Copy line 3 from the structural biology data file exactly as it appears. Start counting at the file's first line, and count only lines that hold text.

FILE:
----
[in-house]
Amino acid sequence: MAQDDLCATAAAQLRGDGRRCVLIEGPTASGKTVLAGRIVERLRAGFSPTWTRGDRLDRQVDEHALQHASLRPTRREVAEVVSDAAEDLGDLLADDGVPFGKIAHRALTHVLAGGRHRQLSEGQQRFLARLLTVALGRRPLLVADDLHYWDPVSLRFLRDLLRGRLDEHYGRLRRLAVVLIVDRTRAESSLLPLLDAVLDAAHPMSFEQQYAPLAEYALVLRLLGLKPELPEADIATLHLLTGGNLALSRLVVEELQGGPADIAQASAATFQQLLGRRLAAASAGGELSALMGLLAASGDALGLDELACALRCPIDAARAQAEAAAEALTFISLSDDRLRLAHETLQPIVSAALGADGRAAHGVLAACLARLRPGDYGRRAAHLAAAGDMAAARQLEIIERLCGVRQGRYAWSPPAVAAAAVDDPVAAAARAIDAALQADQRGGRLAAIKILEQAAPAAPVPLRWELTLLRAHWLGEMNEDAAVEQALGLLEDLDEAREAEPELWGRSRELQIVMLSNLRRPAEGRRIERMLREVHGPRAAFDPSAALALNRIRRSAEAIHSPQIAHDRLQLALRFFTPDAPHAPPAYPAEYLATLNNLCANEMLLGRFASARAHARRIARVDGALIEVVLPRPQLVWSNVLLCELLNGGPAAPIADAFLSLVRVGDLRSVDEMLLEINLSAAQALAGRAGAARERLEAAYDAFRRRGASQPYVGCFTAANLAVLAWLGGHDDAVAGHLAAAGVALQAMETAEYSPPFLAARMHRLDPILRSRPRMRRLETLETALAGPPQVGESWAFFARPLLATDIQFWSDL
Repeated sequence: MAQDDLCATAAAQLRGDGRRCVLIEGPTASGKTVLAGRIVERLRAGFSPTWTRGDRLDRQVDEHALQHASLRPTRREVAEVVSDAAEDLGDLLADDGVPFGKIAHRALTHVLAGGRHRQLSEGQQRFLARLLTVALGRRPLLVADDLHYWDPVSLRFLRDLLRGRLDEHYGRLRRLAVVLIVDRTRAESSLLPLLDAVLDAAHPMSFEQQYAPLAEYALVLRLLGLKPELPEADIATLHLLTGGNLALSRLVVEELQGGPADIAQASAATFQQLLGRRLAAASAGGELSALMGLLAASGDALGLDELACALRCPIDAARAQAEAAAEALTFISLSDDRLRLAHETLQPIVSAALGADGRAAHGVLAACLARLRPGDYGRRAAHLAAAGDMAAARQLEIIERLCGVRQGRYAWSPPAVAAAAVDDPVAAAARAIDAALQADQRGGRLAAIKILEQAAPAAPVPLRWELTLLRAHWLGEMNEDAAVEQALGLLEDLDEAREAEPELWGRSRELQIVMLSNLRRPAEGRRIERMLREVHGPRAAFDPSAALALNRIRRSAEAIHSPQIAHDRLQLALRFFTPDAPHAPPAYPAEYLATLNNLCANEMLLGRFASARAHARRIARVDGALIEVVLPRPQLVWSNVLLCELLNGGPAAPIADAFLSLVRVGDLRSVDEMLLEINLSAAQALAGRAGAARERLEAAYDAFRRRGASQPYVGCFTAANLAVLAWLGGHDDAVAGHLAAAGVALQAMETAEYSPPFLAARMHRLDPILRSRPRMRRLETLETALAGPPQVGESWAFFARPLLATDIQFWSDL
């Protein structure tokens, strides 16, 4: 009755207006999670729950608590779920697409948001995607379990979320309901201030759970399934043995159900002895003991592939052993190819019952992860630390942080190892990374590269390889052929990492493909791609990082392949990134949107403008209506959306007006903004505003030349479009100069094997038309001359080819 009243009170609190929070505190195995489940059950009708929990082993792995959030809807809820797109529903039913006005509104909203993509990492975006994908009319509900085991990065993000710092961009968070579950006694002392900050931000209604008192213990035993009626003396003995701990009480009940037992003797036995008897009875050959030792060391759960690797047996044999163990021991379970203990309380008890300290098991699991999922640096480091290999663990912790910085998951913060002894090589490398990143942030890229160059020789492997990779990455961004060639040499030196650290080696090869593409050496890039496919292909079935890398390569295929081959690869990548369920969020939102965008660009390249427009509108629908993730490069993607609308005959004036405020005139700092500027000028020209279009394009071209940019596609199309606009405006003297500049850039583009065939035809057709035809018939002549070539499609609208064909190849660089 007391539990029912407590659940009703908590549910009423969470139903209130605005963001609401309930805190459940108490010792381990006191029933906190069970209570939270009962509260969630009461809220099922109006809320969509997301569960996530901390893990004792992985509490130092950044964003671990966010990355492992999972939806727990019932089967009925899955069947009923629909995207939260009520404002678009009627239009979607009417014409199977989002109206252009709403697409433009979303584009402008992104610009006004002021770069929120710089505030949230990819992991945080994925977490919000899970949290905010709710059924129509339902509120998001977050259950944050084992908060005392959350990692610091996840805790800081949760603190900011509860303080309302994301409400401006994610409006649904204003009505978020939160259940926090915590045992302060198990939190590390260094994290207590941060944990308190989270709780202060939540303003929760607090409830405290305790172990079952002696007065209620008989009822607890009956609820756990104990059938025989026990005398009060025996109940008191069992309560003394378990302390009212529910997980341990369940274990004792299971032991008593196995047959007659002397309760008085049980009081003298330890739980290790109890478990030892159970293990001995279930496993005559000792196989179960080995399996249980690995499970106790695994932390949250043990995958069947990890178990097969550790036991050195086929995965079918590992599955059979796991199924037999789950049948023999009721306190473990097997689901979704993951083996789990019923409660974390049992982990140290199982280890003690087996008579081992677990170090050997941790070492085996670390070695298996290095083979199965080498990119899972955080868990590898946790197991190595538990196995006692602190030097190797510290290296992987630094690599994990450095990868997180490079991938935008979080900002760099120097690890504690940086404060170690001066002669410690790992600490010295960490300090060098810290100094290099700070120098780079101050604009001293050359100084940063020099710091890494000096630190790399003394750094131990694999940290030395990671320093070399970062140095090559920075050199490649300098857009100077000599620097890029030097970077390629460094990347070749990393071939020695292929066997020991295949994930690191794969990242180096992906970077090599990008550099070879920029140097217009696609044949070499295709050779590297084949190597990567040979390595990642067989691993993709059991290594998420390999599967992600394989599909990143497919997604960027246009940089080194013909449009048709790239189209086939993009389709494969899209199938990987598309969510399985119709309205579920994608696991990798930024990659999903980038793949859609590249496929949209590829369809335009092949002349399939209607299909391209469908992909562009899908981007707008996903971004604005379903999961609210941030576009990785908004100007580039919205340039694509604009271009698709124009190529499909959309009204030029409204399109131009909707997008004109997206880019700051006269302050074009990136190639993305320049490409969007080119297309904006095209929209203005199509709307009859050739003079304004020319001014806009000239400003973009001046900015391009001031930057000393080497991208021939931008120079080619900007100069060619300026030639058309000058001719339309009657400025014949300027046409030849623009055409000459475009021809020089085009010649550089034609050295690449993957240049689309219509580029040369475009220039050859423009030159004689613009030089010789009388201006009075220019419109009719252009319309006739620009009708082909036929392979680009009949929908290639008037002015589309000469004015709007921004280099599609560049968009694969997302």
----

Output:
Repeated sequence: MAQDDLCATAAAQLRGDGRRCVLIEGPTASGKTVLAGRIVERLRAGFSPTWTRGDRLDRQVDEHALQHASLRPTRREVAEVVSDAAEDLGDLLADDGVPFGKIAHRALTHVLAGGRHRQLSEGQQRFLARLLTVALGRRPLLVADDLHYWDPVSLRFLRDLLRGRLDEHYGRLRRLAVVLIVDRTRAESSLLPLLDAVLDAAHPMSFEQQYAPLAEYALVLRLLGLKPELPEADIATLHLLTGGNLALSRLVVEELQGGPADIAQASAATFQQLLGRRLAAASAGGELSALMGLLAASGDALGLDELACALRCPIDAARAQAEAAAEALTFISLSDDRLRLAHETLQPIVSAALGADGRAAHGVLAACLARLRPGDYGRRAAHLAAAGDMAAARQLEIIERLCGVRQGRYAWSPPAVAAAAVDDPVAAAARAIDAALQADQRGGRLAAIKILEQAAPAAPVPLRWELTLLRAHWLGEMNEDAAVEQALGLLEDLDEAREAEPELWGRSRELQIVMLSNLRRPAEGRRIERMLREVHGPRAAFDPSAALALNRIRRSAEAIHSPQIAHDRLQLALRFFTPDAPHAPPAYPAEYLATLNNLCANEMLLGRFASARAHARRIARVDGALIEVVLPRPQLVWSNVLLCELLNGGPAAPIADAFLSLVRVGDLRSVDEMLLEINLSAAQALAGRAGAARERLEAAYDAFRRRGASQPYVGCFTAANLAVLAWLGGHDDAVAGHLAAAGVALQAMETAEYSPPFLAARMHRLDPILRSRPRMRRLETLETALAGPPQVGESWAFFARPLLATDIQFWSDL